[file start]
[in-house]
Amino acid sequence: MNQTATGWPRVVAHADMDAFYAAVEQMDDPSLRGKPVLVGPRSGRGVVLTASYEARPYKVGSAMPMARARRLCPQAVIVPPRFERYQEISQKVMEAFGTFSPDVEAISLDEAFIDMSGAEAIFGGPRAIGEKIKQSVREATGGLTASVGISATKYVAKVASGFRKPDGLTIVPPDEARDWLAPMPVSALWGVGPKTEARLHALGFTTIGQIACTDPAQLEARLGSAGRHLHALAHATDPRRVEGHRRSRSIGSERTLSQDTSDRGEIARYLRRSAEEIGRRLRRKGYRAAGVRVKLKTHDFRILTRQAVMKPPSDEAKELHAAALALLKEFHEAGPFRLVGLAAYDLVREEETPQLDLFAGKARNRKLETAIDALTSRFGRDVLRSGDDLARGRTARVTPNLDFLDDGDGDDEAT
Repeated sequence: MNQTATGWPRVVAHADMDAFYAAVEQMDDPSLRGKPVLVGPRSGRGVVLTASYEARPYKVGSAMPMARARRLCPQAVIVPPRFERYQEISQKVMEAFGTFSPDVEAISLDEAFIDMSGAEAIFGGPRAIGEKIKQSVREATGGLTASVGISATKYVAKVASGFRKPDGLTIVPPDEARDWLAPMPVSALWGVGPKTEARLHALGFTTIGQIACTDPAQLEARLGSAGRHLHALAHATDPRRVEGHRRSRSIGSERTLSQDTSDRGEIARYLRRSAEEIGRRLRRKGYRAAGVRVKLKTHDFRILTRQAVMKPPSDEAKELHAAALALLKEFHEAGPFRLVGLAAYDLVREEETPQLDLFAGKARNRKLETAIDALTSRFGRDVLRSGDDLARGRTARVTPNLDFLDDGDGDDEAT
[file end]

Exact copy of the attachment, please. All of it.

[in-house]
Amino acid sequence: MNQTATGWPRVVAHADMDAFYAAVEQMDDPSLRGKPVLVGPRSGRGVVLTASYEARPYKVGSAMPMARARRLCPQAVIVPPRFERYQEISQKVMEAFGTFSPDVEAISLDEAFIDMSGAEAIFGGPRAIGEKIKQSVREATGGLTASVGISATKYVAKVASGFRKPDGLTIVPPDEARDWLAPMPVSALWGVGPKTEARLHALGFTTIGQIACTDPAQLEARLGSAGRHLHALAHATDPRRVEGHRRSRSIGSERTLSQDTSDRGEIARYLRRSAEEIGRRLRRKGYRAAGVRVKLKTHDFRILTRQAVMKPPSDEAKELHAAALALLKEFHEAGPFRLVGLAAYDLVREEETPQLDLFAGKARNRKLETAIDALTSRFGRDVLRSGDDLARGRTARVTPNLDFLDDGDGDDEAT
Repeated sequence: MNQTATGWPRVVAHADMDAFYAAVEQMDDPSLRGKPVLVGPRSGRGVVLTASYEARPYKVGSAMPMARARRLCPQAVIVPPRFERYQEISQKVMEAFGTFSPDVEAISLDEAFIDMSGAEAIFGGPRAIGEKIKQSVREATGGLTASVGISATKYVAKVASGFRKPDGLTIVPPDEARDWLAPMPVSALWGVGPKTEARLHALGFTTIGQIACTDPAQLEARLGSAGRHLHALAHATDPRRVEGHRRSRSIGSERTLSQDTSDRGEIARYLRRSAEEIGRRLRRKGYRAAGVRVKLKTHDFRILTRQAVMKPPSDEAKELHAAALALLKEFHEAGPFRLVGLAAYDLVREEETPQLDLFAGKARNRKLETAIDALTSRFGRDVLRSGDDLARGRTARVTPNLDFLDDGDGDDEAT